Eric: Absolutely. Yeah. And gen General McChrystal wrote about that in the book team of teams where he was trying to get special ops to be able to think faster than these extremely decentralized insurgent networks. And that’s what that was all about. But you’re absolutely right. It takes time. If you grew up that this was the way and that was, inbred it’s hard to change, but, taking a beating on the battlefield. Can be a harsh teacher and you can learn quick.
Murray: If you can think and react faster than the competition, then you are gonna be much more innovative. And we can see this in Silicon Valley companies.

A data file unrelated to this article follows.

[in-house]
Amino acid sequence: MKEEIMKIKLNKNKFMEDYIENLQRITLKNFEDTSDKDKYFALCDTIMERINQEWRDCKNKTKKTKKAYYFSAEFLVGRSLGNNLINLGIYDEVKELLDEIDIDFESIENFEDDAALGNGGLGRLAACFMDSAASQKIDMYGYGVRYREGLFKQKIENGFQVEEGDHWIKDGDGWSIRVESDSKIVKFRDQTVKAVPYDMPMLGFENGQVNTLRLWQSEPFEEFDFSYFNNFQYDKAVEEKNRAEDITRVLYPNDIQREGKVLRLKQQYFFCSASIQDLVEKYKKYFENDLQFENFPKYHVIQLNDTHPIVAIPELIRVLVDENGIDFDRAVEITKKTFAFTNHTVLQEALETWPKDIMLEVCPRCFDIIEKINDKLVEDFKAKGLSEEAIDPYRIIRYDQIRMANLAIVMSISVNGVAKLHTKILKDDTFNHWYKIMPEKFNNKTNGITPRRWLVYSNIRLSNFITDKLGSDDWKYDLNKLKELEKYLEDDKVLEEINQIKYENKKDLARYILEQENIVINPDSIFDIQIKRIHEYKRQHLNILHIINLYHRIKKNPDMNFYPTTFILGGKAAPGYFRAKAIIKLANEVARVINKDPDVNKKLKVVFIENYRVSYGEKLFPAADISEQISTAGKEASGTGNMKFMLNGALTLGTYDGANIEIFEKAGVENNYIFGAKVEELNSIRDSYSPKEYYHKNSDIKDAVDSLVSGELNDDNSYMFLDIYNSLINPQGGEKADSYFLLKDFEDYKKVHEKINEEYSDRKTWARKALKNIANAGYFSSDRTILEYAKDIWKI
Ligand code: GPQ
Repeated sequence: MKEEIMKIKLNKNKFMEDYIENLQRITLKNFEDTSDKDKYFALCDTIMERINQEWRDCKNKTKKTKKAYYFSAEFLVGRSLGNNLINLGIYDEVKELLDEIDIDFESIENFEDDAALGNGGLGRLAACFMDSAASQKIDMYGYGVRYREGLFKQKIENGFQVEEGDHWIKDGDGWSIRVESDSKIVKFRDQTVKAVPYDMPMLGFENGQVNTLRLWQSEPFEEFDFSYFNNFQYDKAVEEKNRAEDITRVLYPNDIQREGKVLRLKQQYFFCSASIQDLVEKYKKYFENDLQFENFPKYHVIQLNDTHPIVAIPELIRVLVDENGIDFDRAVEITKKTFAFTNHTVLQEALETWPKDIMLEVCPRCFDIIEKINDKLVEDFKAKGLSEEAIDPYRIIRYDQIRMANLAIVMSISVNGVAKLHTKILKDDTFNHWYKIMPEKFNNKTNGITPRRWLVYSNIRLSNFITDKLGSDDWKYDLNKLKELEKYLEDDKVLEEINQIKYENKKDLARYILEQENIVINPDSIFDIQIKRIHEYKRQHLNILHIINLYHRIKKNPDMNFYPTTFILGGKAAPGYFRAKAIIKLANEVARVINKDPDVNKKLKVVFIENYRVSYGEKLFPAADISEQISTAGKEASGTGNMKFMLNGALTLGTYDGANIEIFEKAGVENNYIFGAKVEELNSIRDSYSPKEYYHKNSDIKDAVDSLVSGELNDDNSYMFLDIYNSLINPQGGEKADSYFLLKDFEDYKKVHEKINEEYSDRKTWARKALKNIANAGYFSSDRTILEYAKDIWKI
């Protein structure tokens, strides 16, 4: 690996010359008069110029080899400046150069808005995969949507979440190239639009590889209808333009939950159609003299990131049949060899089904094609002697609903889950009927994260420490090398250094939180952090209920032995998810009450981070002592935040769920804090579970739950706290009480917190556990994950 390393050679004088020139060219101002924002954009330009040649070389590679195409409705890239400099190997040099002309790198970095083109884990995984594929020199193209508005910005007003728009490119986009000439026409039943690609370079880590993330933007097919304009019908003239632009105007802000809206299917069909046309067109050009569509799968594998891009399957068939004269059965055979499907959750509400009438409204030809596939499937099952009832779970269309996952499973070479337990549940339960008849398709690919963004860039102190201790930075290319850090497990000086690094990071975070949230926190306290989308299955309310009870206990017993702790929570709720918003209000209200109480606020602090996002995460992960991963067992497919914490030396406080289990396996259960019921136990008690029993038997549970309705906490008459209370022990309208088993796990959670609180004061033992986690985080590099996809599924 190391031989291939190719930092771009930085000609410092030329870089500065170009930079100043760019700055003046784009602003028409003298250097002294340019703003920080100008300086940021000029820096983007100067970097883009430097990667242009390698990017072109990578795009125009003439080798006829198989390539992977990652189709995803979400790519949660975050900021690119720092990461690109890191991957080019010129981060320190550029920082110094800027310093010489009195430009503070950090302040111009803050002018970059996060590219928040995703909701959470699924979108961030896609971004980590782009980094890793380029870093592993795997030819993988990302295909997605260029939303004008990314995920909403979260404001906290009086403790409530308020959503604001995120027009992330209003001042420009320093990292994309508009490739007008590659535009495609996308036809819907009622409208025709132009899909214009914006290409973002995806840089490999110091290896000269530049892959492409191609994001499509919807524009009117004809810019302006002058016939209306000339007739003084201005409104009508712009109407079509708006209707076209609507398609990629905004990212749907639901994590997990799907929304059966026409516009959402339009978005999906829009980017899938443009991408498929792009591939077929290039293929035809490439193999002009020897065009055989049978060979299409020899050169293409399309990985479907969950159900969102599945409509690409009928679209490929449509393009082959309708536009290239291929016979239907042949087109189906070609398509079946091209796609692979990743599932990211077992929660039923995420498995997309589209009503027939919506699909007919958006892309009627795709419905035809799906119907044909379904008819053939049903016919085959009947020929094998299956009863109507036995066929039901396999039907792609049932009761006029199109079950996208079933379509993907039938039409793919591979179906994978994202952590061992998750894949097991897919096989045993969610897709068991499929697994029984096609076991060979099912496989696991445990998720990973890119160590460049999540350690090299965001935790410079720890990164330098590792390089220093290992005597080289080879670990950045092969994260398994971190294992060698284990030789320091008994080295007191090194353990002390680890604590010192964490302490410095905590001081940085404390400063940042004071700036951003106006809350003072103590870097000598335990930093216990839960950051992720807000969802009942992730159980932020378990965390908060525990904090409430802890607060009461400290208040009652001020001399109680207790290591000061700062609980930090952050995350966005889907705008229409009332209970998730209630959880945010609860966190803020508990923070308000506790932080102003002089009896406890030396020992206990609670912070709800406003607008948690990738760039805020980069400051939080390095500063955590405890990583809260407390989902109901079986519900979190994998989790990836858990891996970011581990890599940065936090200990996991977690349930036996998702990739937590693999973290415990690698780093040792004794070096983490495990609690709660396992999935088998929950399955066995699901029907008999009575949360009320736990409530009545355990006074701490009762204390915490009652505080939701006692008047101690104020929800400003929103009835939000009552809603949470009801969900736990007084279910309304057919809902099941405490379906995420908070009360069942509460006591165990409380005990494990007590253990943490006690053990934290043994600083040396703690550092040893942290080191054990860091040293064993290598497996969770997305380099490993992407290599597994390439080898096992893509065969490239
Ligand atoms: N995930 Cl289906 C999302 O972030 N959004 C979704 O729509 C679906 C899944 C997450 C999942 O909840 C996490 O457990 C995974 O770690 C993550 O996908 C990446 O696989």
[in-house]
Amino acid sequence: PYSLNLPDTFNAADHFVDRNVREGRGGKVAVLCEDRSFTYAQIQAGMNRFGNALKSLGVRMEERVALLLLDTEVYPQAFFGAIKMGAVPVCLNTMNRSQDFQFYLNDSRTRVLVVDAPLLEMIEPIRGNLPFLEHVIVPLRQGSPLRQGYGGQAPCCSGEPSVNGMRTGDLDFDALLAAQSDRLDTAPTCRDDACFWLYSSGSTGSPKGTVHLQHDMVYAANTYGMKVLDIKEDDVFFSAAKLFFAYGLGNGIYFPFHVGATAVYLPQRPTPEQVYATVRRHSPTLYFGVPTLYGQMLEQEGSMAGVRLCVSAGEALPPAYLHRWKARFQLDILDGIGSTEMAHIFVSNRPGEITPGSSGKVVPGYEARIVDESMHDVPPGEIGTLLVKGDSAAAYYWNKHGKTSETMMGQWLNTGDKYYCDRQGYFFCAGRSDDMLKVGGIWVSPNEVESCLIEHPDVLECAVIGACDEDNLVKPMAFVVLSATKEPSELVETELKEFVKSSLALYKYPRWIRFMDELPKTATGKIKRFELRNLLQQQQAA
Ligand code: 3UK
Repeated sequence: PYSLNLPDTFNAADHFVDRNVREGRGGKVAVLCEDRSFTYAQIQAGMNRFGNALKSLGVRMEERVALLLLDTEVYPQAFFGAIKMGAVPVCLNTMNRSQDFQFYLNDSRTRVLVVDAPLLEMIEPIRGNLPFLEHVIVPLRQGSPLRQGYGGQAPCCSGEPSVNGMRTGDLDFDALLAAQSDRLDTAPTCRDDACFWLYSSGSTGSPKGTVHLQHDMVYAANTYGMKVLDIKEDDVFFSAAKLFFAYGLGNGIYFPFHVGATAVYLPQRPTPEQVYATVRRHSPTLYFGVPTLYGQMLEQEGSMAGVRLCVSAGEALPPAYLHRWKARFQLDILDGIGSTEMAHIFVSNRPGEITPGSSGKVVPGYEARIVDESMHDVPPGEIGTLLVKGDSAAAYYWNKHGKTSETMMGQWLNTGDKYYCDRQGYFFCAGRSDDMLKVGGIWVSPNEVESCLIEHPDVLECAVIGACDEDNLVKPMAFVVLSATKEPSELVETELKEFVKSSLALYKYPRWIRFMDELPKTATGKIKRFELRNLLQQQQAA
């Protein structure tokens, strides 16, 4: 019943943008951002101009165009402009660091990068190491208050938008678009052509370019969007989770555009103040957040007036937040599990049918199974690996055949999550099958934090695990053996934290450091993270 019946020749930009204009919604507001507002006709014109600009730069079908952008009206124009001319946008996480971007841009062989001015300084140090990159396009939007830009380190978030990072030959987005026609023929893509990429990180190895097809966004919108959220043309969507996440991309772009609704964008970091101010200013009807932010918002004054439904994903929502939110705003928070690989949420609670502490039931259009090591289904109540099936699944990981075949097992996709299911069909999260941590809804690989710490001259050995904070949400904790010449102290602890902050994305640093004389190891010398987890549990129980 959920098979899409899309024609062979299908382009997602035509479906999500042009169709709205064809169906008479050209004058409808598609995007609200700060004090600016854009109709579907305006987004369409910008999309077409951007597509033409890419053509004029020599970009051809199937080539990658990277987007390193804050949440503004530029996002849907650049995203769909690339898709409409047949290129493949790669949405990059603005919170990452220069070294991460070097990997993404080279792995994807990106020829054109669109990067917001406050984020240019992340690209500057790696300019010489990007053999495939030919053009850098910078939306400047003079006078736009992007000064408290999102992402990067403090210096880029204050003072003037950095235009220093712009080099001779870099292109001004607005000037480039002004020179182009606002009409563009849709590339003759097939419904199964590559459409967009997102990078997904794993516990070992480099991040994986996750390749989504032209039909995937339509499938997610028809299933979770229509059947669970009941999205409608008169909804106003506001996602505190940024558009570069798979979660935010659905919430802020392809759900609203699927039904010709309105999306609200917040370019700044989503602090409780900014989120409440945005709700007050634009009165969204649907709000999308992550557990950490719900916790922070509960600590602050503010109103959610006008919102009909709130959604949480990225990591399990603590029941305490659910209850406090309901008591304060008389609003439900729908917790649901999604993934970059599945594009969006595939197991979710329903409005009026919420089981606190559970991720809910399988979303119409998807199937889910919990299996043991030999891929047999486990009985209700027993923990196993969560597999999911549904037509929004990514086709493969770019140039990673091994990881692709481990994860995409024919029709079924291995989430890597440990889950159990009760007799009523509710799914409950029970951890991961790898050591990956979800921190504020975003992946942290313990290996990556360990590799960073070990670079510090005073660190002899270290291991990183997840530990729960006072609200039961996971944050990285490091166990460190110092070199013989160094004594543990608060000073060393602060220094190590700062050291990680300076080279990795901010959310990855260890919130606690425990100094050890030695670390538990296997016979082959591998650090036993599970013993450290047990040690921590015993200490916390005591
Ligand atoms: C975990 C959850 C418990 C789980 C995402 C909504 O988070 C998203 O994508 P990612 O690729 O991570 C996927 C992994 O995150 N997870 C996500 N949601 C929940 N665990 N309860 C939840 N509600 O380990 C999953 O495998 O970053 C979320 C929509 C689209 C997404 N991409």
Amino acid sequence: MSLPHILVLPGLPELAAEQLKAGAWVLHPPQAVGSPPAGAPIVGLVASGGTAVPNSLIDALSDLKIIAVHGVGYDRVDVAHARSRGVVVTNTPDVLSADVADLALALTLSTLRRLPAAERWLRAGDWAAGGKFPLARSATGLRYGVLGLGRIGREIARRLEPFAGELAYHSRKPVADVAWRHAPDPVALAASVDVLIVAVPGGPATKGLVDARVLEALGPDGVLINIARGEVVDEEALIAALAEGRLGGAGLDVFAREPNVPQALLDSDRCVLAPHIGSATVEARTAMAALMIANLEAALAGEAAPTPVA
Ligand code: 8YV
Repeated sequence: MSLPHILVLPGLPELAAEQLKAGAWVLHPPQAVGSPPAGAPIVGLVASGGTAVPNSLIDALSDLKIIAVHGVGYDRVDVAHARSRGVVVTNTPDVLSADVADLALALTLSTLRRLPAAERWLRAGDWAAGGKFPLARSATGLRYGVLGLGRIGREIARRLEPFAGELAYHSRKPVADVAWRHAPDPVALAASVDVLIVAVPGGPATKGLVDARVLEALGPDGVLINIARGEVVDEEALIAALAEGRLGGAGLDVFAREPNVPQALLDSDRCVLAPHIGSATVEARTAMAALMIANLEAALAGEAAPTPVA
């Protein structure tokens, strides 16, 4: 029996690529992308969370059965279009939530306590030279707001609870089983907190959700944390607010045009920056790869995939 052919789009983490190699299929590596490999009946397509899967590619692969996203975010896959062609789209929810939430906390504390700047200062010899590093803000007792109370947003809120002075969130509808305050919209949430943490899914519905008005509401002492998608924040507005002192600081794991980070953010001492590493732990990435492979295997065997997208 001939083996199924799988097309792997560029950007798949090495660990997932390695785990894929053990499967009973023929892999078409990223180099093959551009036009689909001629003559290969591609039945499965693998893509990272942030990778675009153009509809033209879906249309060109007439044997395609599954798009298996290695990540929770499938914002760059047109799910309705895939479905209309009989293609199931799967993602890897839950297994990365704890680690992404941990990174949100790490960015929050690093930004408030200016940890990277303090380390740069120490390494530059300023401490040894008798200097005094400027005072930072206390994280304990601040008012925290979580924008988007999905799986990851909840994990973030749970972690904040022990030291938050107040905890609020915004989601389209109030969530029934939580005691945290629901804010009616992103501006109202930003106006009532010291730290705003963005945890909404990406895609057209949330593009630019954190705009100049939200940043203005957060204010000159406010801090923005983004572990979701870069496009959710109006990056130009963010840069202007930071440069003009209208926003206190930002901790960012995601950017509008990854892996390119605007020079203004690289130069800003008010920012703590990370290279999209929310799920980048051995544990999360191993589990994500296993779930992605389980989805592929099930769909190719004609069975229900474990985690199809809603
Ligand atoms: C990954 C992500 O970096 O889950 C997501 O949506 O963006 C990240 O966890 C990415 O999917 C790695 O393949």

Eric: Yeah. One of the things I talk about in my videos is that’s it’s really about speed and the time it takes to process and to communicate from lower to higher. If that person at the point of friction. Can look and observe and make the decision your organization’s gonna turn quicker than if you have this bureaucratic reporting system or fill out this form in order to be able to get this amount of finances. If you flatten it, you trust and they’re empowered to make those decisions cuz, they know what to do better than the people at the top a majority of the time. You still have to have that trust and communication, but you have to have systems that allow you to communicate and make those decisions quickly. If you don’t your competition’s gonna turn faster than you.